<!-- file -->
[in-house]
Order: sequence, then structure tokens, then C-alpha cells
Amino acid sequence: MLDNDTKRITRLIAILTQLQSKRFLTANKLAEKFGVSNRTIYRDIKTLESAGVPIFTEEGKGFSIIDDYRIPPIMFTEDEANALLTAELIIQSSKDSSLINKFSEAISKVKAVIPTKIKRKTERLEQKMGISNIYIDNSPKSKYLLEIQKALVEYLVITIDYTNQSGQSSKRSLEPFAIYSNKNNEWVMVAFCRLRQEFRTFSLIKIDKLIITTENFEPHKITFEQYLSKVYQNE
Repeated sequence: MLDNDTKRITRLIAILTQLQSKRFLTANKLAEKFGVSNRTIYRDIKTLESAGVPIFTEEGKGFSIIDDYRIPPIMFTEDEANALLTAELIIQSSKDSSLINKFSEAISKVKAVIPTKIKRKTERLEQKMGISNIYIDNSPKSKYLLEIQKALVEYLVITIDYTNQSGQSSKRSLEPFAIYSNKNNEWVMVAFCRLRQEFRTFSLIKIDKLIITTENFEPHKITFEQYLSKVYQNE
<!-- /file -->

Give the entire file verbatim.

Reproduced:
[in-house]
Order: sequence, then structure tokens, then C-alpha cells
Amino acid sequence: MLDNDTKRITRLIAILTQLQSKRFLTANKLAEKFGVSNRTIYRDIKTLESAGVPIFTEEGKGFSIIDDYRIPPIMFTEDEANALLTAELIIQSSKDSSLINKFSEAISKVKAVIPTKIKRKTERLEQKMGISNIYIDNSPKSKYLLEIQKALVEYLVITIDYTNQSGQSSKRSLEPFAIYSNKNNEWVMVAFCRLRQEFRTFSLIKIDKLIITTENFEPHKITFEQYLSKVYQNE
Repeated sequence: MLDNDTKRITRLIAILTQLQSKRFLTANKLAEKFGVSNRTIYRDIKTLESAGVPIFTEEGKGFSIIDDYRIPPIMFTEDEANALLTAELIIQSSKDSSLINKFSEAISKVKAVIPTKIKRKTERLEQKMGISNIYIDNSPKSKYLLEIQKALVEYLVITIDYTNQSGQSSKRSLEPFAIYSNKNNEWVMVAFCRLRQEFRTFSLIKIDKLIITTENFEPHKITFEQYLSKVYQNE